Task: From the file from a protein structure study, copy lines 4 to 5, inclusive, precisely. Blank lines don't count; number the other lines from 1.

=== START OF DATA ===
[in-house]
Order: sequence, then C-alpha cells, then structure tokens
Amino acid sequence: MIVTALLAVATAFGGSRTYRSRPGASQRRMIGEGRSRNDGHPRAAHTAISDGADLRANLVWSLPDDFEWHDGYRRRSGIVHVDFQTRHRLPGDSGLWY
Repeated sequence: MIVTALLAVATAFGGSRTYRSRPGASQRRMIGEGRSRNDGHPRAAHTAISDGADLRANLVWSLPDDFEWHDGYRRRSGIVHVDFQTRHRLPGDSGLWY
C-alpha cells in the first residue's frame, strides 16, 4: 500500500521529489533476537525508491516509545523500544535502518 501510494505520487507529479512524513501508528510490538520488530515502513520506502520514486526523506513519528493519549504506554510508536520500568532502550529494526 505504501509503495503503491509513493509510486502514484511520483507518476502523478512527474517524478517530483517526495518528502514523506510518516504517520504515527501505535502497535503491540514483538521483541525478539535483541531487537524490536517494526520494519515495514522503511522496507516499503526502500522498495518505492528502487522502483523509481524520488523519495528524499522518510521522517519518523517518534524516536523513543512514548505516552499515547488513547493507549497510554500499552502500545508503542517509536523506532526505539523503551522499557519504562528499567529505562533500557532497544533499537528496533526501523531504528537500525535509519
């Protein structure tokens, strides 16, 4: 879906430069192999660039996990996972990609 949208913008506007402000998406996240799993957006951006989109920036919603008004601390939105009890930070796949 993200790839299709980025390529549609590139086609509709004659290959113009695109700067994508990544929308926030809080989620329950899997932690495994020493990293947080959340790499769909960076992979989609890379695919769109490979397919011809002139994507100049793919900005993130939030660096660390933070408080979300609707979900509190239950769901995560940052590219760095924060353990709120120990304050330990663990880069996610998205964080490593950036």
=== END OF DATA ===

Repeated sequence: MIVTALLAVATAFGGSRTYRSRPGASQRRMIGEGRSRNDGHPRAAHTAISDGADLRANLVWSLPDDFEWHDGYRRRSGIVHVDFQTRHRLPGDSGLWY
C-alpha cells in the first residue's frame, strides 16, 4: 500500500521529489533476537525508491516509545523500544535502518 501510494505520487507529479512524513501508528510490538520488530515502513520506502520514486526523506513519528493519549504506554510508536520500568532502550529494526 505504501509503495503503491509513493509510486502514484511520483507518476502523478512527474517524478517530483517526495518528502514523506510518516504517520504515527501505535502497535503491540514483538521483541525478539535483541531487537524490536517494526520494519515495514522503511522496507516499503526502500522498495518505492528502487522502483523509481524520488523519495528524499522518510521522517519518523517518534524516536523513543512514548505516552499515547488513547493507549497510554500499552502500545508503542517509536523506532526505539523503551522499557519504562528499567529505562533500557532497544533499537528496533526501523531504528537500525535509519